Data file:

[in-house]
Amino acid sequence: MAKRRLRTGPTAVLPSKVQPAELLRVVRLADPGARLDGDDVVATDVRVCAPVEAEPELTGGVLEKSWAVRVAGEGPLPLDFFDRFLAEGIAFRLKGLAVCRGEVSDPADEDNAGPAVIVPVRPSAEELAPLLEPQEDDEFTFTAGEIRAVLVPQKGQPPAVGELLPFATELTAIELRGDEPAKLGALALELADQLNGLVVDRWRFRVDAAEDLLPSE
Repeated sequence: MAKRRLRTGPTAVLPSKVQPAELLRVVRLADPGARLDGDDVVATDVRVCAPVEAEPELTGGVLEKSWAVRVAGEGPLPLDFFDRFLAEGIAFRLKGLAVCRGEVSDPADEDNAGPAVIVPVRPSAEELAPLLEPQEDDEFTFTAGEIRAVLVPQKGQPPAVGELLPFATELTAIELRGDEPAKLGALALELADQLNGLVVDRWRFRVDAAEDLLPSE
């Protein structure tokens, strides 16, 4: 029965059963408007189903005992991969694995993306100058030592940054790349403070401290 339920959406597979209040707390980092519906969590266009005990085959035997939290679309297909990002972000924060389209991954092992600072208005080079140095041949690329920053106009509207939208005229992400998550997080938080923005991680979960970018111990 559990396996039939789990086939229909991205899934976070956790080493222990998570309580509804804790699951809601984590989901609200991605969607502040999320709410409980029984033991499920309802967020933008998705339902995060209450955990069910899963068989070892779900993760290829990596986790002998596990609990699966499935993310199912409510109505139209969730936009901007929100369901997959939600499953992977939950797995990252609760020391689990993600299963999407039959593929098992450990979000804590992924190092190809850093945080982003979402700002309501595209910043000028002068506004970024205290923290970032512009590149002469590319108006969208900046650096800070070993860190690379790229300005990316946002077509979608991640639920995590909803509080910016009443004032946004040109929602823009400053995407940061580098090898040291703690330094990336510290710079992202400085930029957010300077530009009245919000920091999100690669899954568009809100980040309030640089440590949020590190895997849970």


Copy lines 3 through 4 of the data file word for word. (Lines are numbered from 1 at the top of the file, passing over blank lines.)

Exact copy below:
Repeated sequence: MAKRRLRTGPTAVLPSKVQPAELLRVVRLADPGARLDGDDVVATDVRVCAPVEAEPELTGGVLEKSWAVRVAGEGPLPLDFFDRFLAEGIAFRLKGLAVCRGEVSDPADEDNAGPAVIVPVRPSAEELAPLLEPQEDDEFTFTAGEIRAVLVPQKGQPPAVGELLPFATELTAIELRGDEPAKLGALALELADQLNGLVVDRWRFRVDAAEDLLPSE
């Protein structure tokens, strides 16, 4: 029965059963408007189903005992991969694995993306100058030592940054790349403070401290 339920959406597979209040707390980092519906969590266009005990085959035997939290679309297909990002972000924060389209991954092992600072208005080079140095041949690329920053106009509207939208005229992400998550997080938080923005991680979960970018111990 559990396996039939789990086939229909991205899934976070956790080493222990998570309580509804804790699951809601984590989901609200991605969607502040999320709410409980029984033991499920309802967020933008998705339902995060209450955990069910899963068989070892779900993760290829990596986790002998596990609990699966499935993310199912409510109505139209969730936009901007929100369901997959939600499953992977939950797995990252609760020391689990993600299963999407039959593929098992450990979000804590992924190092190809850093945080982003979402700002309501595209910043000028002068506004970024205290923290970032512009590149002469590319108006969208900046650096800070070993860190690379790229300005990316946002077509979608991640639920995590909803509080910016009443004032946004040109929602823009400053995407940061580098090898040291703690330094990336510290710079992202400085930029957010300077530009009245919000920091999100690669899954568009809100980040309030640089440590949020590190895997849970």